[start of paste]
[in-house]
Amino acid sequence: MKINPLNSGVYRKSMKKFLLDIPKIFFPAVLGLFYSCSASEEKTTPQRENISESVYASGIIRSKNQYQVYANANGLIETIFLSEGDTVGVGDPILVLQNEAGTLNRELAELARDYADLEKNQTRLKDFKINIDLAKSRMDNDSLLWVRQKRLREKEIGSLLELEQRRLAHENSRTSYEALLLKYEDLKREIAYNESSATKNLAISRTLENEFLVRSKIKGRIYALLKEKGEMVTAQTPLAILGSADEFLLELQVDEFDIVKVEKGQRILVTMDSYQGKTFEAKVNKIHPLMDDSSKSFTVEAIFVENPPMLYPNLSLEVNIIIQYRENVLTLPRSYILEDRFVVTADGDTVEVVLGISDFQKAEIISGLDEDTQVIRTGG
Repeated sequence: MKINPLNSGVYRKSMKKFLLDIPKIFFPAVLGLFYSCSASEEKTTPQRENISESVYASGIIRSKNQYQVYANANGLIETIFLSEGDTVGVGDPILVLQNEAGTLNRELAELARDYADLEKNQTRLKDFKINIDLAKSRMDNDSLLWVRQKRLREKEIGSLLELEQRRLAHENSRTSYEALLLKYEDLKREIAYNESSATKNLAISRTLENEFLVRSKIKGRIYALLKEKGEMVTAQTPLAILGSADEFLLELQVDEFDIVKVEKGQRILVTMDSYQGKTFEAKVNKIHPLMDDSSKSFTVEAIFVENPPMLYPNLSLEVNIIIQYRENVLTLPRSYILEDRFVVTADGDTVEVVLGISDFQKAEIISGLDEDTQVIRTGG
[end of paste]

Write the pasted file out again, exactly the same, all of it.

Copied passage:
[in-house]
Amino acid sequence: MKINPLNSGVYRKSMKKFLLDIPKIFFPAVLGLFYSCSASEEKTTPQRENISESVYASGIIRSKNQYQVYANANGLIETIFLSEGDTVGVGDPILVLQNEAGTLNRELAELARDYADLEKNQTRLKDFKINIDLAKSRMDNDSLLWVRQKRLREKEIGSLLELEQRRLAHENSRTSYEALLLKYEDLKREIAYNESSATKNLAISRTLENEFLVRSKIKGRIYALLKEKGEMVTAQTPLAILGSADEFLLELQVDEFDIVKVEKGQRILVTMDSYQGKTFEAKVNKIHPLMDDSSKSFTVEAIFVENPPMLYPNLSLEVNIIIQYRENVLTLPRSYILEDRFVVTADGDTVEVVLGISDFQKAEIISGLDEDTQVIRTGG
Repeated sequence: MKINPLNSGVYRKSMKKFLLDIPKIFFPAVLGLFYSCSASEEKTTPQRENISESVYASGIIRSKNQYQVYANANGLIETIFLSEGDTVGVGDPILVLQNEAGTLNRELAELARDYADLEKNQTRLKDFKINIDLAKSRMDNDSLLWVRQKRLREKEIGSLLELEQRRLAHENSRTSYEALLLKYEDLKREIAYNESSATKNLAISRTLENEFLVRSKIKGRIYALLKEKGEMVTAQTPLAILGSADEFLLELQVDEFDIVKVEKGQRILVTMDSYQGKTFEAKVNKIHPLMDDSSKSFTVEAIFVENPPMLYPNLSLEVNIIIQYRENVLTLPRSYILEDRFVVTADGDTVEVVLGISDFQKAEIISGLDEDTQVIRTGG